According to a report in PV-Magazine, Renewable power generation capacity grew by 152 GW in 2015, which, at 8.3%, is the highest increase ever recorded, predominately driven by huge capacity increases in Asia. Global solar capacity enjoyed unprecedented growth of 37% due to huge price drops in the technology.
With the energy pendulum beginning to swing in the direction of renewables, the news of a record increase in renewable energy capacity couldn’t have come at a more welcome moment. Data released in the International Renewable Energy Agency’s (IRENA) Renewable Capacity Statistics 2016 shows that capacity grew 8.3% in 2015, which makes it a record-breaking year, and the sixth consecutive year that renewable power capacity has grown at around 8%.
The 8.3% rise translates into 152 GW added, with total installed renewable generation capacity worldwide standing at 1,985 GW by the end of 2015. This figure is encouraging, and is moving the world closer towards the renewable energy targets that were set last year.
“Renewable energy deployment continues to surge in markets around the globe, even in an era of low oil and gas prices,” said IRENA Director-General Adnan Z. Amin. “Falling costs for renewable energy technologies, and a host of economic, social and environmental drivers are favoring renewables over conventional power sources.”
One of the most encouraging developments was the growth of renewable generation capacity in the less well-established nations, and often in developing countries. Central American and the Caribbean had the highest percentage increase, with growth of 14.5%, while Asia accounted for 58% of the total new renewable power generation capacity installed, with a mammoth 88 GW added, taking the continent up to 797 GW of renewable capacity.
“The significant growth rates for renewable generation capacity in developing economies are a testament to the strong business case for renewable energy,” said Mr. Amin. “Renewables are not just a solution for industrialized countries, they are also powering economic growth in the fastest growing economies in the developing world.”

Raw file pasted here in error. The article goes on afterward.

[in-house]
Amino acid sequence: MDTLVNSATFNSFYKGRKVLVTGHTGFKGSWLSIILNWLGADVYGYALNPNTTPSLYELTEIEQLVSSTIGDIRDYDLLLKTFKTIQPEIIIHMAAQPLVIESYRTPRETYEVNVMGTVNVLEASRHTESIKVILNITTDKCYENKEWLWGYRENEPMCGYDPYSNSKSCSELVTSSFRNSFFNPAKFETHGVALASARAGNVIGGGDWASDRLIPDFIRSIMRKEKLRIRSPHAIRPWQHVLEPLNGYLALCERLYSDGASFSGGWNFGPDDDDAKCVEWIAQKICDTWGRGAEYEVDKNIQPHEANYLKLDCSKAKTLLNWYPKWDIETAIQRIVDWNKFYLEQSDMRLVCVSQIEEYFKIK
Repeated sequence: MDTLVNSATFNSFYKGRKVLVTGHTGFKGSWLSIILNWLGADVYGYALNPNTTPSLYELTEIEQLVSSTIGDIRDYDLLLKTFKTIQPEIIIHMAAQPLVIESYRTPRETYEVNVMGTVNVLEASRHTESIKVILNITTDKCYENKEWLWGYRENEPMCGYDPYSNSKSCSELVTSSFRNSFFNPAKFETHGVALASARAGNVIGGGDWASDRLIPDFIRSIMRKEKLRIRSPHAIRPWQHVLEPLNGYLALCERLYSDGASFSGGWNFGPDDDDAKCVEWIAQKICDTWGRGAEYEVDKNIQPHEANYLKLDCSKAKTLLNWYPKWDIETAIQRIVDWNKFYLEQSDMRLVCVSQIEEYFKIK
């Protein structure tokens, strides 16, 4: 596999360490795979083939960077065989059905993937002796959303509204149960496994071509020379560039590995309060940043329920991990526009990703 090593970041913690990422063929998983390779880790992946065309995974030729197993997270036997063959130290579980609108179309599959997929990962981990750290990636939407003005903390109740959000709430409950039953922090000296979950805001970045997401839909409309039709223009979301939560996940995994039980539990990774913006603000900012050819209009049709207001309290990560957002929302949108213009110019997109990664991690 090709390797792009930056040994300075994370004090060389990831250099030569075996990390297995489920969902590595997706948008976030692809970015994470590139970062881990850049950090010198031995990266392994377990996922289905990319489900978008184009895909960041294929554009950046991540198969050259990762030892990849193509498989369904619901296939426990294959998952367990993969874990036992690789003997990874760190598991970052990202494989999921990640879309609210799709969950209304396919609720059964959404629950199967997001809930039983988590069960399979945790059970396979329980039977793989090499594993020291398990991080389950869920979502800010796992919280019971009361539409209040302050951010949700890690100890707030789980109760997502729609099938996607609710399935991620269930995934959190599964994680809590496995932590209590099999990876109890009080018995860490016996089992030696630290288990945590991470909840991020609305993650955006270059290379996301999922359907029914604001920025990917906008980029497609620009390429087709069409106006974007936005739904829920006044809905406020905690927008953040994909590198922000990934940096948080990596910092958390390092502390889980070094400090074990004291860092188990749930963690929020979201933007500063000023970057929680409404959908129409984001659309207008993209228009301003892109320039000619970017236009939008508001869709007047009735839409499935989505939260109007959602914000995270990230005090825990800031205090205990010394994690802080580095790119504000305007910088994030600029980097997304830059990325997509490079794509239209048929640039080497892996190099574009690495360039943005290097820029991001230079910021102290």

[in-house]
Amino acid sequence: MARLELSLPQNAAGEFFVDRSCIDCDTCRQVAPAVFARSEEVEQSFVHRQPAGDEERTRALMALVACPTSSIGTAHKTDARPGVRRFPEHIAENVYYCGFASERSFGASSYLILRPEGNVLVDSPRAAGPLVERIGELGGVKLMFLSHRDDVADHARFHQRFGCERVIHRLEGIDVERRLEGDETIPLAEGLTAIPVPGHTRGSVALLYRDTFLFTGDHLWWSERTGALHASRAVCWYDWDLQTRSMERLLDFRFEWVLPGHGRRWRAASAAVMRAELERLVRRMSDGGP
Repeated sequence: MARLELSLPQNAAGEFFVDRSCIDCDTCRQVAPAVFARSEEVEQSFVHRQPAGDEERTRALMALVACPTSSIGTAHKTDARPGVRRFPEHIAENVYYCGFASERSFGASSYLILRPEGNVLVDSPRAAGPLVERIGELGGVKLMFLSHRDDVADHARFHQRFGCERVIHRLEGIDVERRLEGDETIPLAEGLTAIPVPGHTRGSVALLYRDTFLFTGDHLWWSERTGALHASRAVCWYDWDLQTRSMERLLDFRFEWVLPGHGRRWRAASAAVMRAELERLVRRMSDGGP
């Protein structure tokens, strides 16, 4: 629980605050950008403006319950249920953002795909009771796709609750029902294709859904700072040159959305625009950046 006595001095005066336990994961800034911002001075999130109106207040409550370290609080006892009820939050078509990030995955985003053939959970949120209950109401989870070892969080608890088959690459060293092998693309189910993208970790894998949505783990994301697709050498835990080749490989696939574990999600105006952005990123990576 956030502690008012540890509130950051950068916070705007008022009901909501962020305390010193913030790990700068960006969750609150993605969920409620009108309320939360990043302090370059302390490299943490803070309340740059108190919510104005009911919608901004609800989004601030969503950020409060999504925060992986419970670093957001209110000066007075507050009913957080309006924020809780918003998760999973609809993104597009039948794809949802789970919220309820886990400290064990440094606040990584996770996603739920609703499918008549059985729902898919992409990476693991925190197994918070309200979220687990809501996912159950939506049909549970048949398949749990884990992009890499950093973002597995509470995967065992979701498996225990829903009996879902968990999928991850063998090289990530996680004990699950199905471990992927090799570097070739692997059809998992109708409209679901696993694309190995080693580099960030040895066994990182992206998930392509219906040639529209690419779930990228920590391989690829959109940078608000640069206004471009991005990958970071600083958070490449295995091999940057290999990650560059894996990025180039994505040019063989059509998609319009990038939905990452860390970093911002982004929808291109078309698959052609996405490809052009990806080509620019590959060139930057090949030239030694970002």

Overall, 19 countries installed over 1 GW of renewable capacity, while less established markets took their first steps towards clean energy.
A good year for solar
Solar energy was one of the big winners of 2015, with a total of $161bn invested over the course of the year. This significant investment led to an additional 47 GW of solar capacity added worldwide, representing a huge 37% increase.
One of the driving forces behind this amplified investment and capacity growth was a large reduction in the costs of solar PV technology, with price drops up to 80% for PV modules. Thanks to the swift capacity growth of solar during 2015, total solar capacity at the end of the year was 227 GW.
By far the most pronounced protagonists of this growth were in Asia, where China added 15 GW of new solar capacity and Japan added 10 GW of new solar capacity, which was the bulk of the contribution towards a 48% increase in solar capacity in Asia. Solar capacity in Asia is now almost as large as that of Europe, who had previously led the way for the solar industry, but has stalled somewhat recently. There were also encouraging early signs for the development of solar markets in Oceania and Africa, adding almost 2 GW of solar capacity between them.
While IRENA applauded the increased efforts made in 2015, it has called on nations to use this as a platform to build upon, and to accelerate global investment in renewable energies two-fold by 2030. Should these trends continue and IRENA’s REmap be adopted, the organization forecasts global renewable energy capacity to reach over 6,000 GW by 2030, with solar PV alone to have a capacity of 1,760 GW.
“This impressive growth, coupled with a record $286 billion invested in renewables in 2015, sends a strong signal to investors and policymakers that renewable energy is now the preferred option for new power generation capacity around the world,” added Amin.